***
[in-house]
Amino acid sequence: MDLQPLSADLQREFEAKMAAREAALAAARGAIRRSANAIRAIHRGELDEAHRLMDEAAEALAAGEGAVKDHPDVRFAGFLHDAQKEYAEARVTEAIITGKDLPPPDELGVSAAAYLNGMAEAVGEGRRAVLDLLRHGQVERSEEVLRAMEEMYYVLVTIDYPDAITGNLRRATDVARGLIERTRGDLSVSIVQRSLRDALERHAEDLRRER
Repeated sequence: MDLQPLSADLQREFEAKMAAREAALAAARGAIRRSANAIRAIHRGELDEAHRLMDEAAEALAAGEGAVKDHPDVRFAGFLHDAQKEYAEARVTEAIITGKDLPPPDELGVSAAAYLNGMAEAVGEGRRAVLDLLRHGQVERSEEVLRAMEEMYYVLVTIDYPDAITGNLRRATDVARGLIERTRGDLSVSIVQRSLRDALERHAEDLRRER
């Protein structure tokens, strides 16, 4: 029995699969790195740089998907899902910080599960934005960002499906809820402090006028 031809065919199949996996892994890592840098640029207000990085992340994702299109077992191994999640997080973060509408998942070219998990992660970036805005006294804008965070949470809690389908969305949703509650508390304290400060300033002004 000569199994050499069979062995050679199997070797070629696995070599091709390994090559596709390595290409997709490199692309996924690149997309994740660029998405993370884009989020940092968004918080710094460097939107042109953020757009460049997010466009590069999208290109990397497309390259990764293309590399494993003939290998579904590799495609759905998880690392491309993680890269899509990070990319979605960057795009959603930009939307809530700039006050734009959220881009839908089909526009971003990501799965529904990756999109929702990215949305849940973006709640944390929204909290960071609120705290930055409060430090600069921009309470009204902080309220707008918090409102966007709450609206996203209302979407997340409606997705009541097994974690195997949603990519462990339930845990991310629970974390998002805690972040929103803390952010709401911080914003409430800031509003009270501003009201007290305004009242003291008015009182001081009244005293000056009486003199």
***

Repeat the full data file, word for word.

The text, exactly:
[in-house]
Amino acid sequence: MDLQPLSADLQREFEAKMAAREAALAAARGAIRRSANAIRAIHRGELDEAHRLMDEAAEALAAGEGAVKDHPDVRFAGFLHDAQKEYAEARVTEAIITGKDLPPPDELGVSAAAYLNGMAEAVGEGRRAVLDLLRHGQVERSEEVLRAMEEMYYVLVTIDYPDAITGNLRRATDVARGLIERTRGDLSVSIVQRSLRDALERHAEDLRRER
Repeated sequence: MDLQPLSADLQREFEAKMAAREAALAAARGAIRRSANAIRAIHRGELDEAHRLMDEAAEALAAGEGAVKDHPDVRFAGFLHDAQKEYAEARVTEAIITGKDLPPPDELGVSAAAYLNGMAEAVGEGRRAVLDLLRHGQVERSEEVLRAMEEMYYVLVTIDYPDAITGNLRRATDVARGLIERTRGDLSVSIVQRSLRDALERHAEDLRRER
């Protein structure tokens, strides 16, 4: 029995699969790195740089998907899902910080599960934005960002499906809820402090006028 031809065919199949996996892994890592840098640029207000990085992340994702299109077992191994999640997080973060509408998942070219998990992660970036805005006294804008965070949470809690389908969305949703509650508390304290400060300033002004 000569199994050499069979062995050679199997070797070629696995070599091709390994090559596709390595290409997709490199692309996924690149997309994740660029998405993370884009989020940092968004918080710094460097939107042109953020757009460049997010466009590069999208290109990397497309390259990764293309590399494993003939290998579904590799495609759905998880690392491309993680890269899509990070990319979605960057795009959603930009939307809530700039006050734009959220881009839908089909526009971003990501799965529904990756999109929702990215949305849940973006709640944390929204909290960071609120705290930055409060430090600069921009309470009204902080309220707008918090409102966007709450609206996203209302979407997340409606997705009541097994974690195997949603990519462990339930845990991310629970974390998002805690972040929103803390952010709401911080914003409430800031509003009270501003009201007290305004009242003291008015009182001081009244005293000056009486003199």